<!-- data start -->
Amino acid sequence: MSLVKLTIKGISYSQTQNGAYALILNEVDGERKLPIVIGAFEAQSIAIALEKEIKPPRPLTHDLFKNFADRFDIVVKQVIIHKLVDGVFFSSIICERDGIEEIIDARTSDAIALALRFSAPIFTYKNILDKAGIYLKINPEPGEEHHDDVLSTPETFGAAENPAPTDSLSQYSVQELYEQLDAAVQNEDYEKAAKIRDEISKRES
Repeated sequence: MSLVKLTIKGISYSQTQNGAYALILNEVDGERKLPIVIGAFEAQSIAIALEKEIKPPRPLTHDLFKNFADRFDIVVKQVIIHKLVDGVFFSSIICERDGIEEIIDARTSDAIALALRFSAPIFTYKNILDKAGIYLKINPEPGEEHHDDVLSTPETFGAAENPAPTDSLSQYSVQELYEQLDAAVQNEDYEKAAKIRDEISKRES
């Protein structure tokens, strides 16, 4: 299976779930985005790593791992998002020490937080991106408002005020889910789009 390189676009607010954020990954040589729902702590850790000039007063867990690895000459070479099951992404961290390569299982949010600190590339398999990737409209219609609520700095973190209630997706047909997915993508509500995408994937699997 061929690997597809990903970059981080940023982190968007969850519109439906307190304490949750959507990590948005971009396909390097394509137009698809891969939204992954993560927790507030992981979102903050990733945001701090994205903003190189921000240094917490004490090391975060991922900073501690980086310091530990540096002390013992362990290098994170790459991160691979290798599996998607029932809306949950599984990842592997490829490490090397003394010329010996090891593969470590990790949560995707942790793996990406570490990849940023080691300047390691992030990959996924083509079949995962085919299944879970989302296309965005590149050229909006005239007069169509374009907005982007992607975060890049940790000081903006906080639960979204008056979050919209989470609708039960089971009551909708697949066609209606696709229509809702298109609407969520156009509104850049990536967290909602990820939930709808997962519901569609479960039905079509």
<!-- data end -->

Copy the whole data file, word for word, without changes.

Amino acid sequence: MSLVKLTIKGISYSQTQNGAYALILNEVDGERKLPIVIGAFEAQSIAIALEKEIKPPRPLTHDLFKNFADRFDIVVKQVIIHKLVDGVFFSSIICERDGIEEIIDARTSDAIALALRFSAPIFTYKNILDKAGIYLKINPEPGEEHHDDVLSTPETFGAAENPAPTDSLSQYSVQELYEQLDAAVQNEDYEKAAKIRDEISKRES
Repeated sequence: MSLVKLTIKGISYSQTQNGAYALILNEVDGERKLPIVIGAFEAQSIAIALEKEIKPPRPLTHDLFKNFADRFDIVVKQVIIHKLVDGVFFSSIICERDGIEEIIDARTSDAIALALRFSAPIFTYKNILDKAGIYLKINPEPGEEHHDDVLSTPETFGAAENPAPTDSLSQYSVQELYEQLDAAVQNEDYEKAAKIRDEISKRES
């Protein structure tokens, strides 16, 4: 299976779930985005790593791992998002020490937080991106408002005020889910789009 390189676009607010954020990954040589729902702590850790000039007063867990690895000459070479099951992404961290390569299982949010600190590339398999990737409209219609609520700095973190209630997706047909997915993508509500995408994937699997 061929690997597809990903970059981080940023982190968007969850519109439906307190304490949750959507990590948005971009396909390097394509137009698809891969939204992954993560927790507030992981979102903050990733945001701090994205903003190189921000240094917490004490090391975060991922900073501690980086310091530990540096002390013992362990290098994170790459991160691979290798599996998607029932809306949950599984990842592997490829490490090397003394010329010996090891593969470590990790949560995707942790793996990406570490990849940023080691300047390691992030990959996924083509079949995962085919299944879970989302296309965005590149050229909006005239007069169509374009907005982007992607975060890049940790000081903006906080639960979204008056979050919209989470609708039960089971009551909708697949066609209606696709229509809702298109609407969520156009509104850049990536967290909602990820939930709808997962519901569609479960039905079509």